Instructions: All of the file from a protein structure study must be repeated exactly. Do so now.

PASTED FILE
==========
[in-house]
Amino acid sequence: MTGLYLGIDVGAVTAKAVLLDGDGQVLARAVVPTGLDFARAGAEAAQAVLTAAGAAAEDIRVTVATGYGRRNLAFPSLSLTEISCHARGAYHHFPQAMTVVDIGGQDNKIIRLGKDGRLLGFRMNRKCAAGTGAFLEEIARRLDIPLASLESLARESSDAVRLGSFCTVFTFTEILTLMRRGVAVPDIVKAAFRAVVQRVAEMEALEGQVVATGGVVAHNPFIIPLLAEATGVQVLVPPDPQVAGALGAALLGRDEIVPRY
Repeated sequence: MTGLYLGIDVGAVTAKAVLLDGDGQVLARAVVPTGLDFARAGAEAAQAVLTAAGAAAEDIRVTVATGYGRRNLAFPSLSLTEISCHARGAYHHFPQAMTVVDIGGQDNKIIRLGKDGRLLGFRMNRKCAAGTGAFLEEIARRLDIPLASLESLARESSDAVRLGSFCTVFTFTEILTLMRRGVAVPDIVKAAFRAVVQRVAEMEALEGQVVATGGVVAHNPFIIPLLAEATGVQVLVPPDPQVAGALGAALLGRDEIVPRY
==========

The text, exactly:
[in-house]
Amino acid sequence: MTGLYLGIDVGAVTAKAVLLDGDGQVLARAVVPTGLDFARAGAEAAQAVLTAAGAAAEDIRVTVATGYGRRNLAFPSLSLTEISCHARGAYHHFPQAMTVVDIGGQDNKIIRLGKDGRLLGFRMNRKCAAGTGAFLEEIARRLDIPLASLESLARESSDAVRLGSFCTVFTFTEILTLMRRGVAVPDIVKAAFRAVVQRVAEMEALEGQVVATGGVVAHNPFIIPLLAEATGVQVLVPPDPQVAGALGAALLGRDEIVPRY
Repeated sequence: MTGLYLGIDVGAVTAKAVLLDGDGQVLARAVVPTGLDFARAGAEAAQAVLTAAGAAAEDIRVTVATGYGRRNLAFPSLSLTEISCHARGAYHHFPQAMTVVDIGGQDNKIIRLGKDGRLLGFRMNRKCAAGTGAFLEEIARRLDIPLASLESLARESSDAVRLGSFCTVFTFTEILTLMRRGVAVPDIVKAAFRAVVQRVAEMEALEGQVVATGGVVAHNPFIIPLLAEATGVQVLVPPDPQVAGALGAALLGRDEIVPRY